Shi is applying these fundamental discoveries to the benefit of patients. His group’s work on LSD1 led to the development of LSD1-inhibitors now in clinical trials for the treatment of cancer. More recently, Shi and his colleagues demonstrated that inhibiting LSD1 might also help make otherwise non-responsive tumours susceptible to the checkpoint blockade immunotherapy. His lab is additionally studying the role and therapeutic manipulation of epigenetic modifiers in pediatric high-grade gliomas and acute myeloid leukaemia.

“Yang’s science is of the highest calibre—as rigorous and collaborative as it is original—and we are very excited to have him in the Ludwig community. I’m sure many of our researchers will benefit from his expertise, and that they will be equally generous with their own expertise and support as he explores the implications of his discoveries for cancer biology and the design of new therapies.”

~ Chi Van Dang, Scientific Director of the Ludwig Institute.

Shi obtained his PhD from New York University, completed his postdoctoral training with Thomas Shenk of Princeton University and joined the faculty of Harvard Medical School in 1991, where he was most recently C.H. Waddington Professor of Pediatrics. Shi has received many honours for his contributions to epigenetics and is a fellow of the American Association for the Advancement of Science and a member of the American Academy of Arts and Sciences.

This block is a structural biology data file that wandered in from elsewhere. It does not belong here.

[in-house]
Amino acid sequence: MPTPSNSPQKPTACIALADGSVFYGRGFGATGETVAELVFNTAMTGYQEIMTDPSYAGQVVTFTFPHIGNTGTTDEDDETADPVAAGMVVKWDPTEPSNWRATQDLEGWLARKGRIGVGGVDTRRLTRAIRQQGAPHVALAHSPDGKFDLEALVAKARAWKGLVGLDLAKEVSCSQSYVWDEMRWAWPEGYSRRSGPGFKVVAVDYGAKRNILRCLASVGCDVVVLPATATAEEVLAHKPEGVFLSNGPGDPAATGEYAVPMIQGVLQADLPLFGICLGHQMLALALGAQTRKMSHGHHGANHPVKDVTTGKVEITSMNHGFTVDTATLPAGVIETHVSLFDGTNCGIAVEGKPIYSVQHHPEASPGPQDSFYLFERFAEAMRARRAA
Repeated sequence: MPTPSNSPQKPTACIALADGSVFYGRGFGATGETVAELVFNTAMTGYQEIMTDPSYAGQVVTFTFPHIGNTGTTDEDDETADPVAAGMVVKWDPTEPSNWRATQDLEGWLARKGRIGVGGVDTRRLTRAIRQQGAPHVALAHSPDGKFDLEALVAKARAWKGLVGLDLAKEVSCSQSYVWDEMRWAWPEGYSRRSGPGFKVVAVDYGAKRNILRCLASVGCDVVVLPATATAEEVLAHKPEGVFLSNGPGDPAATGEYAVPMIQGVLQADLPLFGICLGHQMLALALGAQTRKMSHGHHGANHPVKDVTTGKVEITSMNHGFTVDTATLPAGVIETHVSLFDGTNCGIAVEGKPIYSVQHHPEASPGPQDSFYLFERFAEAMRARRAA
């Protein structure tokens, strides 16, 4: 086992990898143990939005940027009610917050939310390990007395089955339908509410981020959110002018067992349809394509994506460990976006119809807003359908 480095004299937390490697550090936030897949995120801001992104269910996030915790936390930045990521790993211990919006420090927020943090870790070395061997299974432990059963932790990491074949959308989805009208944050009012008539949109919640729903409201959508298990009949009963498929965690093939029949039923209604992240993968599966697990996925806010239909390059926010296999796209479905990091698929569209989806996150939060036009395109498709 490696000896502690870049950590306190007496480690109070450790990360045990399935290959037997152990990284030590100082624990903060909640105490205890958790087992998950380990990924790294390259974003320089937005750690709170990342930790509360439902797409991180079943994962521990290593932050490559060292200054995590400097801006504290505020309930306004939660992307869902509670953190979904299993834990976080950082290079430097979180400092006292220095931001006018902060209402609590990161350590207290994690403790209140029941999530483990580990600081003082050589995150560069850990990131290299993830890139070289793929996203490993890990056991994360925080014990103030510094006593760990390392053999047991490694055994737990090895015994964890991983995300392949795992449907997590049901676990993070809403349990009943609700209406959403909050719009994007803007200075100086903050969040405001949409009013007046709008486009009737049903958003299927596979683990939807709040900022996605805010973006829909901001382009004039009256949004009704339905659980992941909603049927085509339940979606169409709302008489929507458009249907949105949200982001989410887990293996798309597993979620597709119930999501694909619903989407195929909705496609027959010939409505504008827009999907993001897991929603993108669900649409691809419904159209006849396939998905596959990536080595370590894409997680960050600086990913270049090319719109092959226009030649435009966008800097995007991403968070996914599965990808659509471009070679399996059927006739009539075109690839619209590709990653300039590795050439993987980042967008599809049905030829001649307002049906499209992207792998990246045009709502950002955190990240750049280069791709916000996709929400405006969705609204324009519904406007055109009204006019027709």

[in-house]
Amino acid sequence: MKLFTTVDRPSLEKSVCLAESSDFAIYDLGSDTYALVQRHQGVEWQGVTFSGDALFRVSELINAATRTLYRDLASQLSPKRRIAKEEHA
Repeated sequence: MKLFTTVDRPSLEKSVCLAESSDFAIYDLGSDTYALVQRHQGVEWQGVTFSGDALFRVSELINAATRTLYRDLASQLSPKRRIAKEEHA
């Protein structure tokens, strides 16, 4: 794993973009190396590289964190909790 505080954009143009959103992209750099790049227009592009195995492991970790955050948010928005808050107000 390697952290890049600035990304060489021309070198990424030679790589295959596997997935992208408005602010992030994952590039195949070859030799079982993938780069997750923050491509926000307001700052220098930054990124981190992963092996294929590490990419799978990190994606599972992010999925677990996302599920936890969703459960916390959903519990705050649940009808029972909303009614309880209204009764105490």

Find out more about Yang’s research.

Power of the patient voice

Clinical trial research from Prof Sarah Blagden, Department of Oncology, was recently published in Lancet Oncology. This work was conducted as part of the larger ICON8 ovarian cancer study and found that ovarian cancer patients placed on a more-frequent chemotherapy treatment plan have the same survival rates but poorer quality of life than those receiving the standard, less-frequent treatment.

Chemotherapy can cause significant side effects which can impact on the day-to-day functioning of patients. Some of these are not necessarily definable symptoms but manifest in changes to their Quality of Life (QOL) – such as the ability to work or take part in family life.